The Dawn of Cryptoequity -- Bitcoin Magazine
In my first article for Bitcoin Magazine, "John Law Gambles with Bitcoin," I noted the remarkable similarity between yesteryear's birth of the stock market and the dynamics around the emergence of Bitcoin. Today, I am happy to announce that we have launched Swarm, a platform for cryptoequity that can eventually replace today's stock markets with a much more powerful alternative.
To do so, we are fundraising on our own platform. Our coin, the SwarmCoin, entitles all coin owners to a part of one percent of all future coins launched on our platform. It also allows coin holders to vote on a community representative. This representative will have control over one of the the signatures on the multisig wallet and will be responsible for making sure that we spend incoming funds in a responsible way.
This means that crypto crowdfunding is finally emerging. With the advent of decentralized exchanges, a distributed and trustless asset-issuing mechanism is no longer a dream. It is equally possible to entirely replace classic stock offerings with cryptoequity. Like Bitcoin itself, this has the advantage of massively lowering barriers to entry and immediately providing global liquidity.
To a certain extent this has already been done within the context of "2.0" projects like Mastercoin, Counterparty, Bitshares, Maidsafe, and Ethereum. People received "founder shares" of the initial asset pool, and the price of the individual coin roughly tracks the perceived success of the project (although perception may be as much about marketing as execution). This means that success is also distributed among the people who participated in the fundraiser.
Despite the relative success of these models, there have been some major shortcomings. One is that the legal status of many of these remains uncertain. This is partially because of regulatory uncertainty, partially because these projects were designed from the beginning with the idea of what the founding team wanted to do, rather than what the law allowed. This means that they were certain to hit regulatory hurdles as they attempted to convince regulators that what they were doing was not an "IPO," even while they were attempting such.
A potentially even larger issue is with accountability. Traditional companies that raise capital maintain a distinction between investors and founders, with investors taking an increasing share of decision making power the more capital they put in. This is usually performed via seats on a board that has the power to decide the high level positions of the company and make major decisions regarding capital usage. This often means that if founders are not living up to their stated goals, or the goals that investors expect them to have (like growing the company at a certain rate), they can be replaced by the board.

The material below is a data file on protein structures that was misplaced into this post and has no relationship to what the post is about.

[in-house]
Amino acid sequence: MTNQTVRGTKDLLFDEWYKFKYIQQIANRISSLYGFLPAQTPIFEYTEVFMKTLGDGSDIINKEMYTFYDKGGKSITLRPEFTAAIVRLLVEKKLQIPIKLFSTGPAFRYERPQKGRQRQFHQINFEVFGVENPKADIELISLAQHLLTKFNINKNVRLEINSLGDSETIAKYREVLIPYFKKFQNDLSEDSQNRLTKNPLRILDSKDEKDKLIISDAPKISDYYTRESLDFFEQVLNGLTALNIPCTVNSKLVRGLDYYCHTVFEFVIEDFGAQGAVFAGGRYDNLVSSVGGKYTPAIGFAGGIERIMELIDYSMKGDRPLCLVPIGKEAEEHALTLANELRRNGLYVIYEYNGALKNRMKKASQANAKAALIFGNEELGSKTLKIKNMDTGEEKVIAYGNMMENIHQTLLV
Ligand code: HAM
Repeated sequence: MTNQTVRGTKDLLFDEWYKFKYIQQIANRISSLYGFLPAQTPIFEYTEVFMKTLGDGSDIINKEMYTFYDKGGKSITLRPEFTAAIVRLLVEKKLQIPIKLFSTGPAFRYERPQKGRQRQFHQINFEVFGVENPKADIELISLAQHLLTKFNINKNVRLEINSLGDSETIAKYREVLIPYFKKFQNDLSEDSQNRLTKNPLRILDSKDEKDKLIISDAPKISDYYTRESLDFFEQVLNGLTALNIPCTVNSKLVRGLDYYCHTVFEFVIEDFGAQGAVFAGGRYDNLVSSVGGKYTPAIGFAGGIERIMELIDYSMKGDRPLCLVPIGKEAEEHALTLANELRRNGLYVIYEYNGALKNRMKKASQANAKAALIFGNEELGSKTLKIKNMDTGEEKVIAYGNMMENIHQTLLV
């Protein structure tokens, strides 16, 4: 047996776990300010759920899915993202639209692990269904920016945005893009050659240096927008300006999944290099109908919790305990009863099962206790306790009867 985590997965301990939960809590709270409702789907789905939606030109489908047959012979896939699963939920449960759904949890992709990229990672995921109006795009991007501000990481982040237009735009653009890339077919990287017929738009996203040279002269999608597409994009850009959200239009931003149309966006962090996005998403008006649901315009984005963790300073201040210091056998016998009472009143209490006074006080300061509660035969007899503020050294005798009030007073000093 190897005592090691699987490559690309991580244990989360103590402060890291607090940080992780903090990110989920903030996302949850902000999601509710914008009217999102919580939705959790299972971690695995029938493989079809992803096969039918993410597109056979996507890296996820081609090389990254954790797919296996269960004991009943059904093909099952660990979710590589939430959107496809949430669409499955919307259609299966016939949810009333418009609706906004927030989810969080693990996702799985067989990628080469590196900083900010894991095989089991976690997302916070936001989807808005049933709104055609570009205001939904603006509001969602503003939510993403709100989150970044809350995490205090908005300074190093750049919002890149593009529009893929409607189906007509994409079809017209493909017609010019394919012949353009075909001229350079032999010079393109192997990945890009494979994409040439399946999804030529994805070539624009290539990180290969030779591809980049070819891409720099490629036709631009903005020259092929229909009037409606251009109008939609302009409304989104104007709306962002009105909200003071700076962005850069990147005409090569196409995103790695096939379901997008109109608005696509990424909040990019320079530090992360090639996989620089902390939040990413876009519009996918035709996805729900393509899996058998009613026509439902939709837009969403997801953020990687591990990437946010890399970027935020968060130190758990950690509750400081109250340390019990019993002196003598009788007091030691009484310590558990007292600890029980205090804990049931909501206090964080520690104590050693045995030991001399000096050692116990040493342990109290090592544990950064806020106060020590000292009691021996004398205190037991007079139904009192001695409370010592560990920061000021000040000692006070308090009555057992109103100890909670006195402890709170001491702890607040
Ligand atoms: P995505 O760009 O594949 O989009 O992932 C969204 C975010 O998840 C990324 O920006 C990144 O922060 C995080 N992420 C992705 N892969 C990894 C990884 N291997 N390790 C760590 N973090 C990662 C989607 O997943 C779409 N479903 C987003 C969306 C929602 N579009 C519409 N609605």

A similar problem exists with respect to long-term incentivization. In traditional companies, founders receive shares that they cannot trade. This forces them to wait until a liquidity event (i.e. an IPO) that gives them a return on their investment. This, and the fact that funding usually comes in multiple stages, forces them to work for the long-term success of their product. Despite the amazing liquidity of Bitcoin, right now incentivization in the cryptocurrency world is unduly focused on specific near term events.
The Swarm model is designed to provide all of the advantages of crypto crowdfunding without any of the above problems. First, Swarm was designed only after extensive legal research, with the plan to be fully compliant with existing legal frameworks concerning securities offerings. Although our research has not been exhaustive across all legal jurisdictions, we decided our own model only after seeing what was clear from a regulatory perspective. Among other things, we decided to not to include a pre-mine or issue any "founder shares." Founders are forced to buy in just like ordinary users.
Another important decision was to add an explicit accountability mechanism in the form of a community representative. This reflects my belief, first documented in Distributed Governance Whitepaper, that current accountability mechanisms are not entirely working. It also sets us up to be one of the first organizations that lives up to the potential of a Decentralized Autonomous Organization, or DAO. For us, this means not only that you can see the outgoing spending, but you can also have direct input into where it goes.